It will transmit a magnetic signal "modulated by dolphin 'voices'" [Clar's quotes] in an attempt to communicate with extra-terrestrial intelligence. Also, "as the sculpture/satellite orbits the Earth, the dolphin voices will be monitored in various museums around the world, providing a link between different people and cultures on our own planet."

Near as I can tell, Space Flight Dolphin was conceived in 1982, and was approved by NASA for inclusion in its special payload program in 1986. Which is the same year Star Trek IV came out. So if anyone copied anyone, it was Star Trek.

This still is from an animated short which was screened last year at the San Francisco Ocean Film Festival.

Space Flight Dolphin: An Art-and-Technology Payload for the Space Shuttle | Richard Clar's Art Technologies []


While we contemplate the Colombian Heart Attack that has befallen Washington DC, it might be worthwhile to remember the good old days, such as they were, when the National Mall was the site of ambitious public art projects. Projects like Centerbeam and Icarus.

Centerbeam was the result of a 22-artist collaboration organized by MIT's Center for Advanced Visual Studies under the leadership of the artist Otto Piene. It was a 144-ft long 128-ft long [in DC] steel sculpture resembling a radio tower on its side, which served as a platform for an array of artistic deployments of cutting edge technologies, including laser projections on steam, holograms, neon and argon beams, and electronic and computer-generated music. And giant inflatable sculptures.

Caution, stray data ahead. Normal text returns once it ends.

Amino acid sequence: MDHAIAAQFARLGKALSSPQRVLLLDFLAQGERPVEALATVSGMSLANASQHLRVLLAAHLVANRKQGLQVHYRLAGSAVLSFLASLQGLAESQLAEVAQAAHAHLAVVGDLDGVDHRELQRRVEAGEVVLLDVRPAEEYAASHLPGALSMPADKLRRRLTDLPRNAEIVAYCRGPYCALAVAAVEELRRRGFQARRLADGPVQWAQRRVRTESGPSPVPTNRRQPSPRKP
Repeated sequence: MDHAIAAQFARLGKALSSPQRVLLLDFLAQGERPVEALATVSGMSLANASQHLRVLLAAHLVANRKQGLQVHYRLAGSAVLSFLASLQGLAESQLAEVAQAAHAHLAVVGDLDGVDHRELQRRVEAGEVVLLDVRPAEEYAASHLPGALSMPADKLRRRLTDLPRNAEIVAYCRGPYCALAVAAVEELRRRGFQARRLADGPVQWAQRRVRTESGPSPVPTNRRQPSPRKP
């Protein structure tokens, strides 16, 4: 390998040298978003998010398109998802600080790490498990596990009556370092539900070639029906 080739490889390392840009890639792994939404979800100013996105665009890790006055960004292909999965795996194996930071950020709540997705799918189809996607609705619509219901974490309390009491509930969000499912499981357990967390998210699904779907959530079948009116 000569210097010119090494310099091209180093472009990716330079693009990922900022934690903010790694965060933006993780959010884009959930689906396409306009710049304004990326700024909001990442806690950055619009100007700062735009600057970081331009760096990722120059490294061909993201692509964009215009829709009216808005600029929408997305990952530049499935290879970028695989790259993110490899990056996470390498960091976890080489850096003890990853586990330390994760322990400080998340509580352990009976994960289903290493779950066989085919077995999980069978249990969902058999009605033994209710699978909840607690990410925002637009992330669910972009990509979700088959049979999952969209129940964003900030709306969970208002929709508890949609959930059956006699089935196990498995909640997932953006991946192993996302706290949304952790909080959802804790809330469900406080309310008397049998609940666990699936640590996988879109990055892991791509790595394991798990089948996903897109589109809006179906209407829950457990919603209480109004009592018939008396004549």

After a highly acclaimed debut at Documenta 6 in 1977, Centerbeam was reinstalled on the Mall during the Summer of 1978. The site was the open space north of the newly opened National Air & Space Museum, and directly across the Mall from the just-opened East Gallery of the NGA [where The National Museum of the American Indian now stands].

Centerbeam gave nightly performances/happenings/experiences throughout the summer, culminating in two nights' performance of Icarus, a "sky opera" in steam, balloons, lasers, and sound created by Piene and Paul Earls.

Based loosely on Ovid, Icarus cast Piene's 250-ft tall red and black flower-shaped sculpture as the title character; another red anemone-shaped balloon was Daedalus, and Centerbeam was the Minotaur.